When riding, there are several things you can do to get comfortable cycling with them. One option is to keep one hand on the hoods and put the other on the bars, then gradually lift the hand off the hoods. I am not a big fan of this because it is harder to control with only one point of contact than it is when you have both hands on the bars.

Another option is to find a small hill, say a 1-2% gradient, and go up it. This will allow you to put a lot of power through the bike while still going at a relatively slow speed.

You can also spend some time moving your hands between the hoods and the bars to get used to getting in and out of the aero position. As you get used to them, you will get used to having a little less control: this means sacrificing some of the small adjustments you would normally make in favour of a wider berth and leaning the bike a little more.

Ultimately, though, once I got comfortable, it just clicked. Like learning to ride a bike in the first place, once you “get it”, you should be away. Good luck!

Intelligence and mental health

August 17th, 2019 | Science

Many people believe that there is an association between intelligence and mental illness. And there is. But it probably is not the one you think.

The media has often reported on the idea that mental illness is higher among intelligent people. In a way, there is some truth to this. Mental illness does seem to be prevalent among geniuses, for example. One study demonstrated that there were higher rates of mental health issues among Mensa members.

But this is one study and specifically looks at people who are abnormally high on the intelligence scale. It ignores the wider pattern of evidence that says increased intelligence correlates with better mental health. Wikipedia offers a good roundup of the evidence, but I also provide one below.

A 2016 study in the journal Intelligence found that intelligent youths were more likely to receive a dianogsis of depression at age 50, but less likely to have mental health issues on self-report measures.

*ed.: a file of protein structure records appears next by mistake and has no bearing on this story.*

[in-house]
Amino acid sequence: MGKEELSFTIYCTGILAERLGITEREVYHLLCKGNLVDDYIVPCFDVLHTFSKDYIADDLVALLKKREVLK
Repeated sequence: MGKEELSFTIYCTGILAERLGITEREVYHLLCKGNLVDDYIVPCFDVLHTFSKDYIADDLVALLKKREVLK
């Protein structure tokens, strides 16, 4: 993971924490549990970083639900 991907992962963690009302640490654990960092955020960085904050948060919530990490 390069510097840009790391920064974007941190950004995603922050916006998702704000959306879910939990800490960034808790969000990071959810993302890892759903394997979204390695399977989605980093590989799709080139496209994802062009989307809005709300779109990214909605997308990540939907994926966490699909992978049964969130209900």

A 2006 study found that intelligent people were less likely to have PTSD.

A 2008 study found that intelligent people were less likely to have schizophrenia.

A 2018 study found that intelligent people were less likely to have OCD.

And, perhaps most notably, a Swedish study that used over a million participants concluded that:

Lower intelligence is a risk factor for the whole range of mental disorders and for illness severity.

Of course, the biggest predictor of intelligent is individual difference. Struggling with mental illness says nothing about your intelligence. But the idea that having a mental illness is a sign that we are more intelligent is a myth.

Sorry. I was gutted as well.

Knights

August 16th, 2019 | Distractions

Q: Which knight was famous for sneaking up on his enemies?
A: Sir Prise

Mindfulness for Productivity

August 15th, 2019 | Health & Wellbeing, News

I’m pleased to announce my new course is now live! Here is the blurb:

Do you ever feel stressed about how productive you are? Are you hard on yourself for not getting enough done? Do you feel tired and struggle to focus on the more important things?

If so, Mindfulness for Productivity is the course for you. It gives you ten guided mindfulness practices you can follow along with to make you more productive, and maybe even a little happier, too.

It will help you:

  • Feel more motivated about your goals
  • Reduce stress around feeling unproductive
  • Focus on the things that are important
  • Carrying on when obstacles fall in your way
  • Starting and ending your day positively

This course is suitable for all levels: we’ll jump straight into the practice videos that you can follow along with, but we’ll also cover how to mindfully meditate and the science behind it.

You can preview the course on Udemy.